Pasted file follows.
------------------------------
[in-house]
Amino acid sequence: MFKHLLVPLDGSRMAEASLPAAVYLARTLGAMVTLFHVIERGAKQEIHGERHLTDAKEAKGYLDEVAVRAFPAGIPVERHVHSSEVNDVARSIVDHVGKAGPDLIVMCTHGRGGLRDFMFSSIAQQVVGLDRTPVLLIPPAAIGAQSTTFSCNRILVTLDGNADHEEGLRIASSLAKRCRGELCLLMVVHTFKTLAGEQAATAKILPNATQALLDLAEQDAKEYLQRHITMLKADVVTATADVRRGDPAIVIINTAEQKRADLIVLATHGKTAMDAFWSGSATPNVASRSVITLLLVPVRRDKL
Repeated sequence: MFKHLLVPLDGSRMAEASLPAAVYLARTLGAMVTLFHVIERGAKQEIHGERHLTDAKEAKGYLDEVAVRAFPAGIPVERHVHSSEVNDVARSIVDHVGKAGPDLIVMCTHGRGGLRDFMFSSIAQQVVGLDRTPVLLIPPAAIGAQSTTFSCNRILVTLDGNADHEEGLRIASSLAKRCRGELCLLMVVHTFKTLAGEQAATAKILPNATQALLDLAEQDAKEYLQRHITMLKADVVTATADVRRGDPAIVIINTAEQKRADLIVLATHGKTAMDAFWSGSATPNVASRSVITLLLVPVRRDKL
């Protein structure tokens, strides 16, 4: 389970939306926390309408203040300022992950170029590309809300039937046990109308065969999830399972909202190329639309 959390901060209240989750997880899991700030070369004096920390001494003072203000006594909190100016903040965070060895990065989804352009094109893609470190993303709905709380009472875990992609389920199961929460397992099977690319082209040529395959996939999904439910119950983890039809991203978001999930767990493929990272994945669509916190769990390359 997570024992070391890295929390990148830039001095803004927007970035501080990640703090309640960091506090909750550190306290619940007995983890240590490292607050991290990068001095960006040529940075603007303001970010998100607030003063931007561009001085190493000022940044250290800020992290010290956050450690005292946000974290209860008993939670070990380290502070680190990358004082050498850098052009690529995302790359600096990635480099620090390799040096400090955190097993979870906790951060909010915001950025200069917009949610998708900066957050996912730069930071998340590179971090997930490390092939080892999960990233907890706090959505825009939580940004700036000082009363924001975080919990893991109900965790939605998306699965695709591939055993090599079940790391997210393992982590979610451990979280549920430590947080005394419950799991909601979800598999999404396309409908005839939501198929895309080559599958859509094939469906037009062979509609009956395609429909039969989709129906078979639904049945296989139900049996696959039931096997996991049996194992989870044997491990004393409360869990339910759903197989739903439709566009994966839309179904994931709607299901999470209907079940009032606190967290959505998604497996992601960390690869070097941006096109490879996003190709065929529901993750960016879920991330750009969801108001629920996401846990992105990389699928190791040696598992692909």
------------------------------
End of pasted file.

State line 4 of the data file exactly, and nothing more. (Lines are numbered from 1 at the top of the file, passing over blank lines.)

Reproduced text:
């Protein structure tokens, strides 16, 4: 389970939306926390309408203040300022992950170029590309809300039937046990109308065969999830399972909202190329639309 959390901060209240989750997880899991700030070369004096920390001494003072203000006594909190100016903040965070060895990065989804352009094109893609470190993303709905709380009472875990992609389920199961929460397992099977690319082209040529395959996939999904439910119950983890039809991203978001999930767990493929990272994945669509916190769990390359 997570024992070391890295929390990148830039001095803004927007970035501080990640703090309640960091506090909750550190306290619940007995983890240590490292607050991290990068001095960006040529940075603007303001970010998100607030003063931007561009001085190493000022940044250290800020992290010290956050450690005292946000974290209860008993939670070990380290502070680190990358004082050498850098052009690529995302790359600096990635480099620090390799040096400090955190097993979870906790951060909010915001950025200069917009949610998708900066957050996912730069930071998340590179971090997930490390092939080892999960990233907890706090959505825009939580940004700036000082009363924001975080919990893991109900965790939605998306699965695709591939055993090599079940790391997210393992982590979610451990979280549920430590947080005394419950799991909601979800598999999404396309409908005839939501198929895309080559599958859509094939469906037009062979509609009956395609429909039969989709129906078979639904049945296989139900049996696959039931096997996991049996194992989870044997491990004393409360869990339910759903197989739903439709566009994966839309179904994931709607299901999470209907079940009032606190967290959505998604497996992601960390690869070097941006096109490879996003190709065929529901993750960016879920991330750009969801108001629920996401846990992105990389699928190791040696598992692909």